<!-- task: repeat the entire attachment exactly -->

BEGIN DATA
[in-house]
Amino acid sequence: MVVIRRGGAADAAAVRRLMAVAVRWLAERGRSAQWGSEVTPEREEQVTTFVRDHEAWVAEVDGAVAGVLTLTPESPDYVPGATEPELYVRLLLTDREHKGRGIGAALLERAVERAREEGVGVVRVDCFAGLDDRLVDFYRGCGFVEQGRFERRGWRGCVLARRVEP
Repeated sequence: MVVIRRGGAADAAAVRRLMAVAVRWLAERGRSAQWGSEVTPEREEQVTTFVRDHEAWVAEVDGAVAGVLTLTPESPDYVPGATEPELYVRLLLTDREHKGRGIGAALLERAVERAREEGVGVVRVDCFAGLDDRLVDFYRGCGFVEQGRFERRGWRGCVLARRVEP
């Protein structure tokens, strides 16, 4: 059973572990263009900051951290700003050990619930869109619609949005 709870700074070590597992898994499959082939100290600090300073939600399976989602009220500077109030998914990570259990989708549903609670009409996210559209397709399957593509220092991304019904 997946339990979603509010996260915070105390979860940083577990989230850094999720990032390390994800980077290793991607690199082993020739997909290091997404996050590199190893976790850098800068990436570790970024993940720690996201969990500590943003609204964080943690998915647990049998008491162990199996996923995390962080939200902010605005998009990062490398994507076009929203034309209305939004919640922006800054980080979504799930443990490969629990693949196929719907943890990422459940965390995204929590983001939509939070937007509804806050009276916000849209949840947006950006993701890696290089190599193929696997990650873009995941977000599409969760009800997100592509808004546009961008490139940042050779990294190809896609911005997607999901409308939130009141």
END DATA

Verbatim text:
[in-house]
Amino acid sequence: MVVIRRGGAADAAAVRRLMAVAVRWLAERGRSAQWGSEVTPEREEQVTTFVRDHEAWVAEVDGAVAGVLTLTPESPDYVPGATEPELYVRLLLTDREHKGRGIGAALLERAVERAREEGVGVVRVDCFAGLDDRLVDFYRGCGFVEQGRFERRGWRGCVLARRVEP
Repeated sequence: MVVIRRGGAADAAAVRRLMAVAVRWLAERGRSAQWGSEVTPEREEQVTTFVRDHEAWVAEVDGAVAGVLTLTPESPDYVPGATEPELYVRLLLTDREHKGRGIGAALLERAVERAREEGVGVVRVDCFAGLDDRLVDFYRGCGFVEQGRFERRGWRGCVLARRVEP
């Protein structure tokens, strides 16, 4: 059973572990263009900051951290700003050990619930869109619609949005 709870700074070590597992898994499959082939100290600090300073939600399976989602009220500077109030998914990570259990989708549903609670009409996210559209397709399957593509220092991304019904 997946339990979603509010996260915070105390979860940083577990989230850094999720990032390390994800980077290793991607690199082993020739997909290091997404996050590199190893976790850098800068990436570790970024993940720690996201969990500590943003609204964080943690998915647990049998008491162990199996996923995390962080939200902010605005998009990062490398994507076009929203034309209305939004919640922006800054980080979504799930443990490969629990693949196929719907943890990422459940965390995204929590983001939509939070937007509804806050009276916000849209949840947006950006993701890696290089190599193929696997990650873009995941977000599409969760009800997100592509808004546009961008490139940042050779990294190809896609911005997607999901409308939130009141």